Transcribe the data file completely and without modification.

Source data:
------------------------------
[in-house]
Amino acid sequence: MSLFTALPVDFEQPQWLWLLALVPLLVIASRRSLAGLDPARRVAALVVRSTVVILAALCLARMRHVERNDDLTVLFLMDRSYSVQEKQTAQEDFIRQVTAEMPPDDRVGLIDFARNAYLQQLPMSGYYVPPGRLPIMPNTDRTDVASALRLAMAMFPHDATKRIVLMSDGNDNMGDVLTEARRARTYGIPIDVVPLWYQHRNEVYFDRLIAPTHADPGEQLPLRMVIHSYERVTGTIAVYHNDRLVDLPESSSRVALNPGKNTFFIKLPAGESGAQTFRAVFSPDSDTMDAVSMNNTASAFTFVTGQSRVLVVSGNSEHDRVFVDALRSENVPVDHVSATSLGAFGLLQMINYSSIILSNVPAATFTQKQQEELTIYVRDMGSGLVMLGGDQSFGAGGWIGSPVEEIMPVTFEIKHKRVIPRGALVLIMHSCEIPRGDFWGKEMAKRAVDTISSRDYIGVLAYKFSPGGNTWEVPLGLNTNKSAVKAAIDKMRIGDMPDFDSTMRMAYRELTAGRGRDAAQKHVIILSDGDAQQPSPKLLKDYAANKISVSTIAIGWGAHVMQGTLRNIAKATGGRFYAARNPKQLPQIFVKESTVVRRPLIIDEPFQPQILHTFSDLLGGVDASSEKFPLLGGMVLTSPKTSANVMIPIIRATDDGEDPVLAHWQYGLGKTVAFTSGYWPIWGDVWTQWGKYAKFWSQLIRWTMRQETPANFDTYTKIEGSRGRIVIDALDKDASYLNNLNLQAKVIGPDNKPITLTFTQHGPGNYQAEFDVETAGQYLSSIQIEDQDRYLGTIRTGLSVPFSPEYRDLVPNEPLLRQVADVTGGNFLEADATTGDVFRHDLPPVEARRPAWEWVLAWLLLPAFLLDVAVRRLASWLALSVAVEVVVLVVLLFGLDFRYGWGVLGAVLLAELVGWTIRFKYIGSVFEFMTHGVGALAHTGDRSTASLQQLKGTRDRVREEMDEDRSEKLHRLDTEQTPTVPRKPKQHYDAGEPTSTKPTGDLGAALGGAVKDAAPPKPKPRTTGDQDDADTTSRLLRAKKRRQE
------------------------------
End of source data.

[in-house]
Amino acid sequence: MSLFTALPVDFEQPQWLWLLALVPLLVIASRRSLAGLDPARRVAALVVRSTVVILAALCLARMRHVERNDDLTVLFLMDRSYSVQEKQTAQEDFIRQVTAEMPPDDRVGLIDFARNAYLQQLPMSGYYVPPGRLPIMPNTDRTDVASALRLAMAMFPHDATKRIVLMSDGNDNMGDVLTEARRARTYGIPIDVVPLWYQHRNEVYFDRLIAPTHADPGEQLPLRMVIHSYERVTGTIAVYHNDRLVDLPESSSRVALNPGKNTFFIKLPAGESGAQTFRAVFSPDSDTMDAVSMNNTASAFTFVTGQSRVLVVSGNSEHDRVFVDALRSENVPVDHVSATSLGAFGLLQMINYSSIILSNVPAATFTQKQQEELTIYVRDMGSGLVMLGGDQSFGAGGWIGSPVEEIMPVTFEIKHKRVIPRGALVLIMHSCEIPRGDFWGKEMAKRAVDTISSRDYIGVLAYKFSPGGNTWEVPLGLNTNKSAVKAAIDKMRIGDMPDFDSTMRMAYRELTAGRGRDAAQKHVIILSDGDAQQPSPKLLKDYAANKISVSTIAIGWGAHVMQGTLRNIAKATGGRFYAARNPKQLPQIFVKESTVVRRPLIIDEPFQPQILHTFSDLLGGVDASSEKFPLLGGMVLTSPKTSANVMIPIIRATDDGEDPVLAHWQYGLGKTVAFTSGYWPIWGDVWTQWGKYAKFWSQLIRWTMRQETPANFDTYTKIEGSRGRIVIDALDKDASYLNNLNLQAKVIGPDNKPITLTFTQHGPGNYQAEFDVETAGQYLSSIQIEDQDRYLGTIRTGLSVPFSPEYRDLVPNEPLLRQVADVTGGNFLEADATTGDVFRHDLPPVEARRPAWEWVLAWLLLPAFLLDVAVRRLASWLALSVAVEVVVLVVLLFGLDFRYGWGVLGAVLLAELVGWTIRFKYIGSVFEFMTHGVGALAHTGDRSTASLQQLKGTRDRVREEMDEDRSEKLHRLDTEQTPTVPRKPKQHYDAGEPTSTKPTGDLGAALGGAVKDAAPPKPKPRTTGDQDDADTTSRLLRAKKRRQE